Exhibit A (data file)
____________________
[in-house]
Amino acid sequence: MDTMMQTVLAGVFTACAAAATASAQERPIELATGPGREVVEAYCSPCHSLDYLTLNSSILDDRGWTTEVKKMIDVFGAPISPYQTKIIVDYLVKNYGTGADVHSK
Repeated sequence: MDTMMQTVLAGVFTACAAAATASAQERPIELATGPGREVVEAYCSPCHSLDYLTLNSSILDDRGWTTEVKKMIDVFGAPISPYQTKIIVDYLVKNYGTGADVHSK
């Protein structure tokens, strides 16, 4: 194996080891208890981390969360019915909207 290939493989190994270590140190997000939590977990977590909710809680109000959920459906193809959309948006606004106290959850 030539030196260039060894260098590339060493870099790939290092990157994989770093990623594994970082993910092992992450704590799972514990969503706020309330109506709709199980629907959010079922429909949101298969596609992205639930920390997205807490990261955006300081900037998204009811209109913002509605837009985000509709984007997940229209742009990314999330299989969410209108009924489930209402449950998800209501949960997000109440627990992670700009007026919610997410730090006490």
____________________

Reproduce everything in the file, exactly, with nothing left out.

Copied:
[in-house]
Amino acid sequence: MDTMMQTVLAGVFTACAAAATASAQERPIELATGPGREVVEAYCSPCHSLDYLTLNSSILDDRGWTTEVKKMIDVFGAPISPYQTKIIVDYLVKNYGTGADVHSK
Repeated sequence: MDTMMQTVLAGVFTACAAAATASAQERPIELATGPGREVVEAYCSPCHSLDYLTLNSSILDDRGWTTEVKKMIDVFGAPISPYQTKIIVDYLVKNYGTGADVHSK
């Protein structure tokens, strides 16, 4: 194996080891208890981390969360019915909207 290939493989190994270590140190997000939590977990977590909710809680109000959920459906193809959309948006606004106290959850 030539030196260039060894260098590339060493870099790939290092990157994989770093990623594994970082993910092992992450704590799972514990969503706020309330109506709709199980629907959010079922429909949101298969596609992205639930920390997205807490990261955006300081900037998204009811209109913002509605837009985000509709984007997940229209742009990314999330299989969410209108009924489930209402449950998800209501949960997000109440627990992670700009007026919610997410730090006490």